My placement supervisor, Gina, always listened to my suggestions and allowed me to ask questions, which gave me the confidence and freedom to develop my own solutions to problems I saw in addition to completing tasks as assigned. I was able to build capacity for the Human Services Campus by maintaining a system for keeping track of individual volunteers and volunteer group events, which allowed my partner organization to run events more smoothly. I also initiated a volunteer recognition program designed to show the volunteers that they are valued by the campus. The program is also aimed at increasing community awareness of the campus and ways in which to get involved. Creating awareness became a larger focus in my role in the second half of my term when I began working with social media and attending more meetings in the community. I organized the Human Services Campus’ first Savers FUNDrive with the hopes of getting new community partners involved with our campus. The FUNDrive involved creating donation bins, finding bin host sites, advertising the call for donations, and collecting/delivering the bins which were filled with clothing and household goods that Savers compensated us for by weight. The money raised from our FUNDrive were not bound by many specific restrictions so it was able to be used for obtaining client birth certificates, employee engagement activities, and last minute supplies. An unanticipated benefit of participating in the FUNDrive was an increase in the number of donations received on our campus, this has provided a steady stream of clothing which will allow Lodestar Day Resource Center to continually stock their clothing closet that is being established. In addition, the FUNDrive provided an environmentally responsible way to clear out many unused items from their program room, which can now be used more effectively. While I am not sure the Savers FUNDrive is something that my partner organization will participate in again, it was great to see an idea of mine implemented on a large scale, as well as the partnerships that developed in the process.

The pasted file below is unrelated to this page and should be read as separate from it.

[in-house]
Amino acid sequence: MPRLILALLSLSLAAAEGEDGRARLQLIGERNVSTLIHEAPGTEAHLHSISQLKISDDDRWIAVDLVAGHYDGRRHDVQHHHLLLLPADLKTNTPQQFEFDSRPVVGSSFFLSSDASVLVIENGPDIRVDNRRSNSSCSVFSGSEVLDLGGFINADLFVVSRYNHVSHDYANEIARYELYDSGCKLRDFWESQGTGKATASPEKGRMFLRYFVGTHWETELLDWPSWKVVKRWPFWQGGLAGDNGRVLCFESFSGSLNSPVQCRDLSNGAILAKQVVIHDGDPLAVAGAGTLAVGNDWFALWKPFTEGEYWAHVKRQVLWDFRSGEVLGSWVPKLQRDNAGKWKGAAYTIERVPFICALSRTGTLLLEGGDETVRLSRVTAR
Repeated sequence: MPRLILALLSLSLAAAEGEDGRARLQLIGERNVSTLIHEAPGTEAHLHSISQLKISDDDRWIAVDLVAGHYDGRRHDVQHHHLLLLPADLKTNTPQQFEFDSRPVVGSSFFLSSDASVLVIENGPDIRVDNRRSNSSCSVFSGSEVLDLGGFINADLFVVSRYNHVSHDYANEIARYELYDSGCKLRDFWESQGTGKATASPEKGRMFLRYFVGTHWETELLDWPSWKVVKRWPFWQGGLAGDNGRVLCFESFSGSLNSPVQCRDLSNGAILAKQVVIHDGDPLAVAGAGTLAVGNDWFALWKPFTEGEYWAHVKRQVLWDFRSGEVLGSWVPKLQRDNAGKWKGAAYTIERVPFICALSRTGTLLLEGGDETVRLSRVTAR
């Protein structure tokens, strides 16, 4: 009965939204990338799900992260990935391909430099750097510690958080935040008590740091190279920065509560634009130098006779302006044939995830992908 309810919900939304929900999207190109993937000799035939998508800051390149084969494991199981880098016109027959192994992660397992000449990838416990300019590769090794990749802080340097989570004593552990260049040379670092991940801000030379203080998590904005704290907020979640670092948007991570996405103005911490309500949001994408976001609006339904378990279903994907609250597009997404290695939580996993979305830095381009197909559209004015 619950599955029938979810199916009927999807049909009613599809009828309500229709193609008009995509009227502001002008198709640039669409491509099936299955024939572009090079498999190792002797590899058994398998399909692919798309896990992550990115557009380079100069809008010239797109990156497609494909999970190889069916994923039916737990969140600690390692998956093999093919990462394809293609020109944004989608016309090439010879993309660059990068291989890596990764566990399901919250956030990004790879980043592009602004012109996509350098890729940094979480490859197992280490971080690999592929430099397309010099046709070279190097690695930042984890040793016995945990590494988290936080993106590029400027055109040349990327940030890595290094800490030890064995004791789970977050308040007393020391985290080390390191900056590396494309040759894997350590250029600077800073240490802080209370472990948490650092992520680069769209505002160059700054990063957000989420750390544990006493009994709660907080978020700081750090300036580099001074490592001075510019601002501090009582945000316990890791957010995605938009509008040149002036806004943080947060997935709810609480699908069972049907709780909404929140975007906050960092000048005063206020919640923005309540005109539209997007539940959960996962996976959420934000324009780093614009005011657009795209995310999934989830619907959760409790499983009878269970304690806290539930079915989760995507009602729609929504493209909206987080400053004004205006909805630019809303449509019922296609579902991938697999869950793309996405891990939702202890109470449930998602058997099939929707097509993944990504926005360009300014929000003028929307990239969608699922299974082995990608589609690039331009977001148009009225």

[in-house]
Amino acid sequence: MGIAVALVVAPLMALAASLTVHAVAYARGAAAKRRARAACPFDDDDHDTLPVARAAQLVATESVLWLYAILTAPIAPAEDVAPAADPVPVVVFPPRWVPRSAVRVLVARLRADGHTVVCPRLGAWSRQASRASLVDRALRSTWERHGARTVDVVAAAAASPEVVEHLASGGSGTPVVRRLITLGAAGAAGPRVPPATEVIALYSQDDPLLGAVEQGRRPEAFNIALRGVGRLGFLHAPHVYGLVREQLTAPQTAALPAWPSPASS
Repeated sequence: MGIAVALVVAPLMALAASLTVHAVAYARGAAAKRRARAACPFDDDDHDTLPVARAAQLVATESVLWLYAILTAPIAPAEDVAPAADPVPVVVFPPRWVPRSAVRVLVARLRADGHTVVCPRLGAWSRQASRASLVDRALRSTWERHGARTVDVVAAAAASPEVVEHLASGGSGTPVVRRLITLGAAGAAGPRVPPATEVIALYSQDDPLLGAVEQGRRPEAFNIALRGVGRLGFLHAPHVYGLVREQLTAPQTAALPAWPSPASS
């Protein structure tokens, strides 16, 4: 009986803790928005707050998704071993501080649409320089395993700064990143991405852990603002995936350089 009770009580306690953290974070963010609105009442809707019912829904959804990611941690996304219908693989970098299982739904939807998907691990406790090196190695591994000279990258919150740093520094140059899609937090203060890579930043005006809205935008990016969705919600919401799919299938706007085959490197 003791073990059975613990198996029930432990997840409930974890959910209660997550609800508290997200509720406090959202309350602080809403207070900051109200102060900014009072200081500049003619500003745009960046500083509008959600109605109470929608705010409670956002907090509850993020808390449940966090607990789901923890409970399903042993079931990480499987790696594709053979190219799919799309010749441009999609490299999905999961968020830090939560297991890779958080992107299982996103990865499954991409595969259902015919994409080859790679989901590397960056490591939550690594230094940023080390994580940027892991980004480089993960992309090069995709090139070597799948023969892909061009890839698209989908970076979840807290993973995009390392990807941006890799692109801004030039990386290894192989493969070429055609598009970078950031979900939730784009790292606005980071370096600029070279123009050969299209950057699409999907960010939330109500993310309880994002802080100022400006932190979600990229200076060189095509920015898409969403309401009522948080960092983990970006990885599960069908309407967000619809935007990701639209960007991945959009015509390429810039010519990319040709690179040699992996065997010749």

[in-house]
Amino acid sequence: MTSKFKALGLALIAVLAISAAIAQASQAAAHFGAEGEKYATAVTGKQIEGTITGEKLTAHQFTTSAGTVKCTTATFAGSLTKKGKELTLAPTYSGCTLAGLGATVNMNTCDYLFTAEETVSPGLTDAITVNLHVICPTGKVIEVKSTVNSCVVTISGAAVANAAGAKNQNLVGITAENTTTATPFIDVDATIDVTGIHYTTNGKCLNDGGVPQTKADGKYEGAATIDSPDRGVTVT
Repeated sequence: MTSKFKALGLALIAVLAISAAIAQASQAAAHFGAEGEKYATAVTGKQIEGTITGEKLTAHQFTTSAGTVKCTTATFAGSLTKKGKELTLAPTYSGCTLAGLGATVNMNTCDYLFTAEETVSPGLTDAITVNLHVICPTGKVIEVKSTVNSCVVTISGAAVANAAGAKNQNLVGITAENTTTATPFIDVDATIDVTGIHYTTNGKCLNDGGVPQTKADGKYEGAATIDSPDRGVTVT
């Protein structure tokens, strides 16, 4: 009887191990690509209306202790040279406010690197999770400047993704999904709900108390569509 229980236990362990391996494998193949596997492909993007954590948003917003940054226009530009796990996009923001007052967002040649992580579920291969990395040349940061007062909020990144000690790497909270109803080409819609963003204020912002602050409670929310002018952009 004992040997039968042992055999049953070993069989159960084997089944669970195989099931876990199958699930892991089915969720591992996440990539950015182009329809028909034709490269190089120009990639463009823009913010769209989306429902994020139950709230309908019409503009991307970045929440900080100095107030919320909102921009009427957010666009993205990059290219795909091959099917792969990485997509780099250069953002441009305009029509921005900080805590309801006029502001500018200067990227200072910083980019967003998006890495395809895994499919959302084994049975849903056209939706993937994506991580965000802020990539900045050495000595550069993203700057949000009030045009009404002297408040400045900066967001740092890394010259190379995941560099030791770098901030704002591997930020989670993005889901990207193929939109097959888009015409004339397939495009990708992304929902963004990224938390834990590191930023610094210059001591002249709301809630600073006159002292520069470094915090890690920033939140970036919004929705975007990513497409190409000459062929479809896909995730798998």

My time with Public Allies Arizona allowed me to realize the potential for positive growth in myself, others, and society, which has provided me with hope that will continue to inspire me to try to make a difference. It is this potential that makes me sure that everyone CAN and SHOULD lead, they should lead with their mind, body, and soul using their creativity, knowledge, and passion to move the world forward.